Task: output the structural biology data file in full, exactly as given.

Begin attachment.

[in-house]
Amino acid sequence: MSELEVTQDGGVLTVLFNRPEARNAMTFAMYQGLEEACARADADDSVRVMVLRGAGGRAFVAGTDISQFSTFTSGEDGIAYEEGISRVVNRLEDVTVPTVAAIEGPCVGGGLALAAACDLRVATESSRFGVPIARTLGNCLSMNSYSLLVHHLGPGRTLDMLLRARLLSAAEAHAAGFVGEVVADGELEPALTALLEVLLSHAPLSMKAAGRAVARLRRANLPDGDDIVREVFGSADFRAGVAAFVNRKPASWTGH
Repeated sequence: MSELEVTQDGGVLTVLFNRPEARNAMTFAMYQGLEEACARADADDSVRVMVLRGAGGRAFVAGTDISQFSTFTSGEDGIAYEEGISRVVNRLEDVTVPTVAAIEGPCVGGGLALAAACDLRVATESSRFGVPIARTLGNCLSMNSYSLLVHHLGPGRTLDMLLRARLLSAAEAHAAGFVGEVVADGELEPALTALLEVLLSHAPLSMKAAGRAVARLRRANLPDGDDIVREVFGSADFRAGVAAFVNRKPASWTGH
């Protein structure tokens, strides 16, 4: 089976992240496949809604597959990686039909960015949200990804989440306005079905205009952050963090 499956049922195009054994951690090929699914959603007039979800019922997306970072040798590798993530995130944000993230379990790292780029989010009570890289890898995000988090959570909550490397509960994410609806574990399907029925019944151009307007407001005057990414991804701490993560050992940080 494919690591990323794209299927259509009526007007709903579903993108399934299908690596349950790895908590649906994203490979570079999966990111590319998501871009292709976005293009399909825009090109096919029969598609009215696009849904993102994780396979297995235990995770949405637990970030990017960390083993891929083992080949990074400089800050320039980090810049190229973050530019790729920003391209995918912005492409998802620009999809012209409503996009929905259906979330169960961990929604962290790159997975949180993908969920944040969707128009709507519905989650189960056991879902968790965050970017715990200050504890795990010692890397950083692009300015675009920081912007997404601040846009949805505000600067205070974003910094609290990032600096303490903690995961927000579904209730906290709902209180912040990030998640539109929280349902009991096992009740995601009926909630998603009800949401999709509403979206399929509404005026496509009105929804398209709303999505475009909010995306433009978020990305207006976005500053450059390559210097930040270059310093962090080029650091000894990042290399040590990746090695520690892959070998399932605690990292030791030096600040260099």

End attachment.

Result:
[in-house]
Amino acid sequence: MSELEVTQDGGVLTVLFNRPEARNAMTFAMYQGLEEACARADADDSVRVMVLRGAGGRAFVAGTDISQFSTFTSGEDGIAYEEGISRVVNRLEDVTVPTVAAIEGPCVGGGLALAAACDLRVATESSRFGVPIARTLGNCLSMNSYSLLVHHLGPGRTLDMLLRARLLSAAEAHAAGFVGEVVADGELEPALTALLEVLLSHAPLSMKAAGRAVARLRRANLPDGDDIVREVFGSADFRAGVAAFVNRKPASWTGH
Repeated sequence: MSELEVTQDGGVLTVLFNRPEARNAMTFAMYQGLEEACARADADDSVRVMVLRGAGGRAFVAGTDISQFSTFTSGEDGIAYEEGISRVVNRLEDVTVPTVAAIEGPCVGGGLALAAACDLRVATESSRFGVPIARTLGNCLSMNSYSLLVHHLGPGRTLDMLLRARLLSAAEAHAAGFVGEVVADGELEPALTALLEVLLSHAPLSMKAAGRAVARLRRANLPDGDDIVREVFGSADFRAGVAAFVNRKPASWTGH
């Protein structure tokens, strides 16, 4: 089976992240496949809604597959990686039909960015949200990804989440306005079905205009952050963090 499956049922195009054994951690090929699914959603007039979800019922997306970072040798590798993530995130944000993230379990790292780029989010009570890289890898995000988090959570909550490397509960994410609806574990399907029925019944151009307007407001005057990414991804701490993560050992940080 494919690591990323794209299927259509009526007007709903579903993108399934299908690596349950790895908590649906994203490979570079999966990111590319998501871009292709976005293009399909825009090109096919029969598609009215696009849904993102994780396979297995235990995770949405637990970030990017960390083993891929083992080949990074400089800050320039980090810049190229973050530019790729920003391209995918912005492409998802620009999809012209409503996009929905259906979330169960961990929604962290790159997975949180993908969920944040969707128009709507519905989650189960056991879902968790965050970017715990200050504890795990010692890397950083692009300015675009920081912007997404601040846009949805505000600067205070974003910094609290990032600096303490903690995961927000579904209730906290709902209180912040990030998640539109929280349902009991096992009740995601009926909630998603009800949401999709509403979206399929509404005026496509009105929804398209709303999505475009909010995306433009978020990305207006976005500053450059390559210097930040270059310093962090080029650091000894990042290399040590990746090695520690892959070998399932605690990292030791030096600040260099």